Dec 152012

Patrick Young and Betty DiMarco lead a neighborhood meeting about the future of Johnson Elementary on Saturday afternoon at Evening Star Baptist Church in west Carrollton. (Robert Morris,

Carrollton residents remain unclear on whether the thousands of families who live between Broadway, South Claiborne and the river could ultimately be left without a single open-admission school, after Recovery School District officials did not show up to a meeting Saturday about the future of James Weldon Johnson Elementary School.

Five schools currently serve the area, three with open admissions — Johnson, Benjamin Banneker Elementary and KIPP Believe College Prep — and two with varying degrees of selective admissions, Audubon Charter and Lusher. The KIPP school is moving to a site already under construction in Gentilly, and Banneker students will be moving into the new building at the Dunbar site in Hollygrove.

Johnson school leaders and west-Carrollton neighborhood activists have been begging for years to have a school rebuilt at the Priestly site for the Johnson students, with promises made and then withdrawn time and again. Recently, however, the Recovery School District has begun suggesting to those neighborhood leaders that Johnson might be closed altogether, and had planned a Saturday afternoon meeting to discuss the school’s future, drawing a crowd of about three dozen people.

After the publication of a news article at that mentioned the meeting Friday, however, Carrollton activist Betty DiMarco said she received a call late last night from Dana Peterson of the Recovery School District, saying he would not attend.

“The RSD is not prepared to come to the community with the press there to give a definitive answer about what they’re going to do,” DiMarco said she was told. “They are very nervous about what is happening. I don’t think they know what they want to do with Johnson school.”

Yma Ferrouillet, a first-grade teacher at Johnson, said the threat of closure has hung over the school for three years. Although the school’s performance score have grown steadily, they remain just beneath the state’s new threshold for failing schools.

“Every year we go through the same thing, all year long, wondering if the school is going to stay open,” Ferrouillet said.

Patrick Young, an organizer with the Orleans Public Education Network advocacy group, said he believes that what the neighborhood has been told is likely still correct, but Saturday’s meeting would have helped ease some of the uncertainty.

“The meeting today was really one question: What’s the plan?” Young said.

With no plans to discuss, the neighborhood group turned to broader issues facing education in New Orleans. Some wondered if the Carrollton neighborhood should attempt to charter the school themselves, but noted the difficulty that community groups have had in obtaining charters. Others wondered if seeking a transfer of the school back to the Orleans Parish School Board might result in more responsive governance, but the law currently only allows that for schools that are not deemed failing.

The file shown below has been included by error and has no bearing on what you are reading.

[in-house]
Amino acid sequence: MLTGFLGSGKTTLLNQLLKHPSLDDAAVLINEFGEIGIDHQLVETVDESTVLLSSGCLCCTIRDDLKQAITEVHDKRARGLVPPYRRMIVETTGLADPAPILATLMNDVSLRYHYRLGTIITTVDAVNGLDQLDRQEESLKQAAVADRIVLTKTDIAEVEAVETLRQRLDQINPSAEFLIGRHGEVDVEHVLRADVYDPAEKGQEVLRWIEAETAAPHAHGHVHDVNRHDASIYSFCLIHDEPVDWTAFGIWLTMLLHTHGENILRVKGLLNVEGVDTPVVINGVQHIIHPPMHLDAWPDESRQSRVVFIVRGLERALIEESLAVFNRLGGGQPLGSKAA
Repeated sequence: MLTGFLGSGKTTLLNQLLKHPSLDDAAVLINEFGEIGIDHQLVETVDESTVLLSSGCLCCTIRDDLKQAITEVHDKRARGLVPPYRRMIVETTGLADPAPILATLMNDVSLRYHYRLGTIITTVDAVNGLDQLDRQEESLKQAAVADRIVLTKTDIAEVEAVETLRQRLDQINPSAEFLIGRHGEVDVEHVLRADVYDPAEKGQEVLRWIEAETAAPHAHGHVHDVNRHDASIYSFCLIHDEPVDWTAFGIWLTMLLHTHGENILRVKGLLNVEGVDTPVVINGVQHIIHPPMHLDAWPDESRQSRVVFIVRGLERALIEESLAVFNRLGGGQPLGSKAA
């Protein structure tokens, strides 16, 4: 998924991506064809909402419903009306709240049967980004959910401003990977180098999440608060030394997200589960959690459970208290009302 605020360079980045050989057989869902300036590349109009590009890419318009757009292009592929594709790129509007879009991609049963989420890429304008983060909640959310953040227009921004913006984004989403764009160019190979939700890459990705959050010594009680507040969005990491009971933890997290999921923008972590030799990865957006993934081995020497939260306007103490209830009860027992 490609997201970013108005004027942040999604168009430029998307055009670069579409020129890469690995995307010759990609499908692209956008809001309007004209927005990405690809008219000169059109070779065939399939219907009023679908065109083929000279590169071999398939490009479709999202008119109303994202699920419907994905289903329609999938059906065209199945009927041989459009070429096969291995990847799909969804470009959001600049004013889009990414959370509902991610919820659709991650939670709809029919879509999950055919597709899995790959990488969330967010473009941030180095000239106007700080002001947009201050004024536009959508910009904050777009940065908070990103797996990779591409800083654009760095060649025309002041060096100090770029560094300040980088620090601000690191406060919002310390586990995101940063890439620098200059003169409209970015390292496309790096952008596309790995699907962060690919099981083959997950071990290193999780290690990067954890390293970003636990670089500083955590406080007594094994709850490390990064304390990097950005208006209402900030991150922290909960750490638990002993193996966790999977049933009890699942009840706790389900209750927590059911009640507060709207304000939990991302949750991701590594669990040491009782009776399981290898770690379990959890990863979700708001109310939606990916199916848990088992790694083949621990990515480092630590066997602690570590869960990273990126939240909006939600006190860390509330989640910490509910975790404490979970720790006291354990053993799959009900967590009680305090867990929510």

Finally, the conversation turned again, to Friday’s tragic shooting at an elementary school in Newtown, Conn.

“I feel like what we are dealing with in this neighborhood is very minute compared to what people in Connecticut are dealing with right now,” DiMarco said, asking for a brief moment of silence. “Not only them, but also for the children in this neighborhood who are subjected to violence and gunfire every day.”

The most recent shooting in the neighborhood was this past week, when a man ran into a home a block from Johnson — less than a block from the small church where Saturday’s meeting was held — and shot someone inside. Ferrouillet said the school has been put on lockdown four times for shootings literally in the street outside the school

“The children have to run into class, crying and all scared,” Ferrouillet said. “Thank God it hasn’t come into the school, but it is right outside.”

While the neighborhood leaders attempt to set up another meeting with the Recovery School District, Young urged the neighborhood members to get involved in Johnson, volunteering whatever services they can offer.

“Everyone is so focused on what happened in Newtown, but we have kids here we can protect,” Young said. “We have kids here we can help.”

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